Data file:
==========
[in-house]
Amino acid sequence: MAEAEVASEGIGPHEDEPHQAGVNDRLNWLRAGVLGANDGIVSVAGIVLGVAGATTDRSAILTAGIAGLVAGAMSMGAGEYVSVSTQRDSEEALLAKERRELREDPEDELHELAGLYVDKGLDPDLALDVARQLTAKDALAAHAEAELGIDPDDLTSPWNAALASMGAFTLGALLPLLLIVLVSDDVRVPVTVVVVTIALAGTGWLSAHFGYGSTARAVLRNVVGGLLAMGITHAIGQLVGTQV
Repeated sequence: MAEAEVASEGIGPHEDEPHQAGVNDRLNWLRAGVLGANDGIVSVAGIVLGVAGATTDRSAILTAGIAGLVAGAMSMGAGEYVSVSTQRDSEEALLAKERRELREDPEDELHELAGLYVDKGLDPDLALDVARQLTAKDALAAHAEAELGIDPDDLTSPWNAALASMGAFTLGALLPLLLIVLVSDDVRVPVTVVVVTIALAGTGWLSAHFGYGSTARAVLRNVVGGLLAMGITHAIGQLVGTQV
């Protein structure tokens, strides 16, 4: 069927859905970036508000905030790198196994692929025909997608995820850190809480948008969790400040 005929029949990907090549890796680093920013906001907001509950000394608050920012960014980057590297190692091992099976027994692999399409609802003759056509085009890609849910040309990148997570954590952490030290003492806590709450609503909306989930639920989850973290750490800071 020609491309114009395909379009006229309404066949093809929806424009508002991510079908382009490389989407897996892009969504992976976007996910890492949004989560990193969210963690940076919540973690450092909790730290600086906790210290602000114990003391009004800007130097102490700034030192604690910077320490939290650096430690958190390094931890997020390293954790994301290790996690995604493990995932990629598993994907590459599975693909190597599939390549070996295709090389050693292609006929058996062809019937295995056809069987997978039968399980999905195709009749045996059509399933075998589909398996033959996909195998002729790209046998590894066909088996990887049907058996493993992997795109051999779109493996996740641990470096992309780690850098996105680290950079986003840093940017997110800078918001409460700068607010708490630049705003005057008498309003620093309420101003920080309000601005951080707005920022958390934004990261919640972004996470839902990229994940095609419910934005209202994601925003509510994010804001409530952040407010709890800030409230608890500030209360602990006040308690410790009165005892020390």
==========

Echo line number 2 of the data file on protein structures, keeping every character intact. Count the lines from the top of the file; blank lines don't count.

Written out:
Amino acid sequence: MAEAEVASEGIGPHEDEPHQAGVNDRLNWLRAGVLGANDGIVSVAGIVLGVAGATTDRSAILTAGIAGLVAGAMSMGAGEYVSVSTQRDSEEALLAKERRELREDPEDELHELAGLYVDKGLDPDLALDVARQLTAKDALAAHAEAELGIDPDDLTSPWNAALASMGAFTLGALLPLLLIVLVSDDVRVPVTVVVVTIALAGTGWLSAHFGYGSTARAVLRNVVGGLLAMGITHAIGQLVGTQV